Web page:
This week I’m talking to Maison Piedfort, a hilarious badass from Charleston, South Carolina. And, just to clear up any confusion about how sophisticated she is, that’s pronounced Mason Peedfort.
Maison took my freelance writing course back in November 2015, and her business turned one on 30 November. A proud day! Oh, and Maison herself turned 23 yesterday! HAPPY BIRTHDAY, MAISON. My gift to you is an interview on my blog. Um. Right.
When Maison sent me her answers, she said ‘…do I say bitch too much?’ The answer is yes, but in a good way. She also made me laugh out loud at least five times while I was reading through her responses. ENJOY! Here it is:
Why did you want to become a freelance writer?
I had no idea what I wanted to do after college but I knew I didn’t want to work in an office. I played around in app development for a while. (‘Played around’ sounds so cute, as if I didn’t throw away two grand in the process. I’m not crying. I just have dust in my eye.) When I woke up every day dreading all the boring stuff I had to do to make things work, I was like yep, it’s probably time to find something else.
What was your life like before taking the course?
A pit of despair. Just kidding! No, really though. It blew. I felt like there was this ticking clock in the back of my head 24/7 that was saying to me, ‘Hey you beautiful bitch, you better figure something out fast or you’re going to have to go get a regular job like everyone else.’ I was just out of college and living at home, so I felt a good bit of pressure to get my shit straight.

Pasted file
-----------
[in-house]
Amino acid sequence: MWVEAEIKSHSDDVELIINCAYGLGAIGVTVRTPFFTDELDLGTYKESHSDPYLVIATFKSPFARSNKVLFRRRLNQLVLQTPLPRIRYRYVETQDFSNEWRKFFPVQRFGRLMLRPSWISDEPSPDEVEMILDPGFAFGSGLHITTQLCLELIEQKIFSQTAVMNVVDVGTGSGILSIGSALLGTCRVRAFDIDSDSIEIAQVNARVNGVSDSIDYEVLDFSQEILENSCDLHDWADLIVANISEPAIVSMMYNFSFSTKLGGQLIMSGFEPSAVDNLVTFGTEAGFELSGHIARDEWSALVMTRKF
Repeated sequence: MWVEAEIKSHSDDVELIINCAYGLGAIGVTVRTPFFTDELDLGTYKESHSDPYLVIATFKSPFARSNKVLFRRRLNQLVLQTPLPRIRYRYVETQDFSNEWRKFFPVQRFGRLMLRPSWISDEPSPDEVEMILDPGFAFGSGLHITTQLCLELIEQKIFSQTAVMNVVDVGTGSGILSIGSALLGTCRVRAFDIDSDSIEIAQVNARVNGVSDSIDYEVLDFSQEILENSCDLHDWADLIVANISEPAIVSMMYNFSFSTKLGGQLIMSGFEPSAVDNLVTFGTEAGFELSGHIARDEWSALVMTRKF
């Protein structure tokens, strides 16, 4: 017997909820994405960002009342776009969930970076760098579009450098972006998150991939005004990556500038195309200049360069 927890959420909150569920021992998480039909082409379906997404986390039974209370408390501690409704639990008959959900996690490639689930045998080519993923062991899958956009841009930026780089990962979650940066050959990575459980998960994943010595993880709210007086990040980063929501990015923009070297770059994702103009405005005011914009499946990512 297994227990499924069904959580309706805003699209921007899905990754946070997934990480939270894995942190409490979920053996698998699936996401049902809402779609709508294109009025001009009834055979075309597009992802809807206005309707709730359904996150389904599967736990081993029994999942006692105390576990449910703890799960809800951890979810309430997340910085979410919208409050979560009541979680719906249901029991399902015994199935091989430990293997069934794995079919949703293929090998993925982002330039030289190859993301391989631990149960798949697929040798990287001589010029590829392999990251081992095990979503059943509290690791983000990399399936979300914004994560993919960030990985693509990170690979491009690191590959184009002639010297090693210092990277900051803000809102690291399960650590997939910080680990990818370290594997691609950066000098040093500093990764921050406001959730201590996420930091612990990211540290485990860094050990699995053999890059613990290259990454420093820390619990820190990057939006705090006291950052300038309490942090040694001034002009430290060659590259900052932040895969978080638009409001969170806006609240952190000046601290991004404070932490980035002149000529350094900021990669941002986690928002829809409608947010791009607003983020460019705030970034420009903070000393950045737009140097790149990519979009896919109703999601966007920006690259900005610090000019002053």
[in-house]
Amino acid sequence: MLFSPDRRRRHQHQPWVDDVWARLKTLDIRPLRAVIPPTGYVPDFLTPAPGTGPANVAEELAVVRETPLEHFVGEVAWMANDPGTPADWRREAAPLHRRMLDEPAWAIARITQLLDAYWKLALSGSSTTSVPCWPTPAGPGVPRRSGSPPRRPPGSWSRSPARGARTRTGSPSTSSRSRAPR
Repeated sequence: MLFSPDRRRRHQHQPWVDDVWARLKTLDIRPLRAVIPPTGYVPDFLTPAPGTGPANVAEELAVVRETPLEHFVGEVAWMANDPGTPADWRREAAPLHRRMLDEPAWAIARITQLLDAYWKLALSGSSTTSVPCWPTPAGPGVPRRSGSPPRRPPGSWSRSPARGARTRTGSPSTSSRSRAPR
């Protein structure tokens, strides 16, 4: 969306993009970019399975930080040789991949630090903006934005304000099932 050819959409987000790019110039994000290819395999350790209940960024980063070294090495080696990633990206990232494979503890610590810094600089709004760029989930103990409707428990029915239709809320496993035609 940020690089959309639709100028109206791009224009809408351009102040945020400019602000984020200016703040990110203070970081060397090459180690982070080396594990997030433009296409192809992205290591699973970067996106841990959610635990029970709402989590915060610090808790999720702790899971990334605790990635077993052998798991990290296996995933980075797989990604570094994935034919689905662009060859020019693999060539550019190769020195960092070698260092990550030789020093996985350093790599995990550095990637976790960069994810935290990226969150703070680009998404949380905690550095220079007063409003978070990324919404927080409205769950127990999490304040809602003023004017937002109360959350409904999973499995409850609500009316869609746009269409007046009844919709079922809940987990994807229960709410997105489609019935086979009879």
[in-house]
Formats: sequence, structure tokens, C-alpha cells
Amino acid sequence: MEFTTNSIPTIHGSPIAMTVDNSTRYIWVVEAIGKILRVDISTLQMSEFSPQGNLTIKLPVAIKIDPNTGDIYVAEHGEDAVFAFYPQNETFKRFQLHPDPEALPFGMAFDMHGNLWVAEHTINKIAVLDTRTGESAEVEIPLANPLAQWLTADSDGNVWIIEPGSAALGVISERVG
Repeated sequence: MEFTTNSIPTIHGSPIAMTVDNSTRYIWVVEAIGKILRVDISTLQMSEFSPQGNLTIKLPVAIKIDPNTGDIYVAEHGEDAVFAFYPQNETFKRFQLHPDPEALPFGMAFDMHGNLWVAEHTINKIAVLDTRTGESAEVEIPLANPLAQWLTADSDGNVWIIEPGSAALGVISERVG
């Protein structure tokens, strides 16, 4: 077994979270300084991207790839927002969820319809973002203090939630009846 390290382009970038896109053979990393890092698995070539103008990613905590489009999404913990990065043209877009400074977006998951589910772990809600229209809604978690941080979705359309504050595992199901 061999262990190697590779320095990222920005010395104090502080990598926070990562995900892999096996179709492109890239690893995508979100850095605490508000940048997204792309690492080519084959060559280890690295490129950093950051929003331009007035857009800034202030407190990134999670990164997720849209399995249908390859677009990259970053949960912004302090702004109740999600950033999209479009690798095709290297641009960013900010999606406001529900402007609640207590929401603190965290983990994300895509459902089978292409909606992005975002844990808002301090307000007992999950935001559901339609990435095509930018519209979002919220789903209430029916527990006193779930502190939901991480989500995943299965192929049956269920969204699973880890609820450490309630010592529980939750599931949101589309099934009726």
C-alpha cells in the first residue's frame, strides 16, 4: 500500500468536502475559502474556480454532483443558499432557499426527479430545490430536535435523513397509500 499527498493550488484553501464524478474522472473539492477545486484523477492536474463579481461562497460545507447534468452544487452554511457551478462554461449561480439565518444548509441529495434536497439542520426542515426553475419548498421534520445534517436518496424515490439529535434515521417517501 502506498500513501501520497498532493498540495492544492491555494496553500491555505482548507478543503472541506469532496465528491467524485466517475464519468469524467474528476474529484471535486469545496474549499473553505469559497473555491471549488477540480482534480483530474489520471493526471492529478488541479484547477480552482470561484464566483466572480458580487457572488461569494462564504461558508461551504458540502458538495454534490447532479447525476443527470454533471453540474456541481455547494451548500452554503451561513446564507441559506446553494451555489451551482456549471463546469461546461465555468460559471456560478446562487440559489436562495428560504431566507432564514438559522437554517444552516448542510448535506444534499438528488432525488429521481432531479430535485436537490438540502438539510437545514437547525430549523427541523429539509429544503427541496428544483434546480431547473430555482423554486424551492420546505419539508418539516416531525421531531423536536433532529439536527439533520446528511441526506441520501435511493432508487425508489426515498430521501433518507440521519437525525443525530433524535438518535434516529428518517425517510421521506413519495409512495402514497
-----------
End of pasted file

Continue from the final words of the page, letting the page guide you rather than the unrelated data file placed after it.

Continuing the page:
Were you unhappy with your life before taking the course?
YES. I mean it wasn’t terrible, per se. I did have a roof over my head and plenty of food to eat. But I was super lost. And I graduated early, so I was dealing with this weird transition of always being an overachiever in school to not being able to find my ass with both hands. Or to, you know, make money. Which, back then, was harder to find than my ass.
What prompted you to finally make the leap?
YOU did, ya sly thing. When I felt more excited reading the course page for your course than I had felt about anything in a long time, I knew I had to do it. So I ran to fetch my credit card so fast that the clothes literally ripped apart from my body. I haven’t worn clothes since. (That #workfromhome life, biotch!)
What were your biggest hesitations, both in signing up for the course and in trying freelance writing at all?
Well, I had no money and was afraid I’d started looking flighty to my parents. After buying courses on developing apps and a few other educational things here and there, my biggest worry was that I was just spending money on ‘my next thing’ – and that I’d be quitting that shiny, new thing too in a few months. But I didn’t. One year strong, my friends.
I had all the normal qualms about freelancing, like am I even a good writer? And how would I find clients? And does this mean I never have to leave my house again? But they all go away eventually, I promise you. Or you learn not to let them bother you any more. (The never leaving the house thing never bothered me, though. It’s a dream come true.)
How long after completing (or during) the course did you make your first money from writing?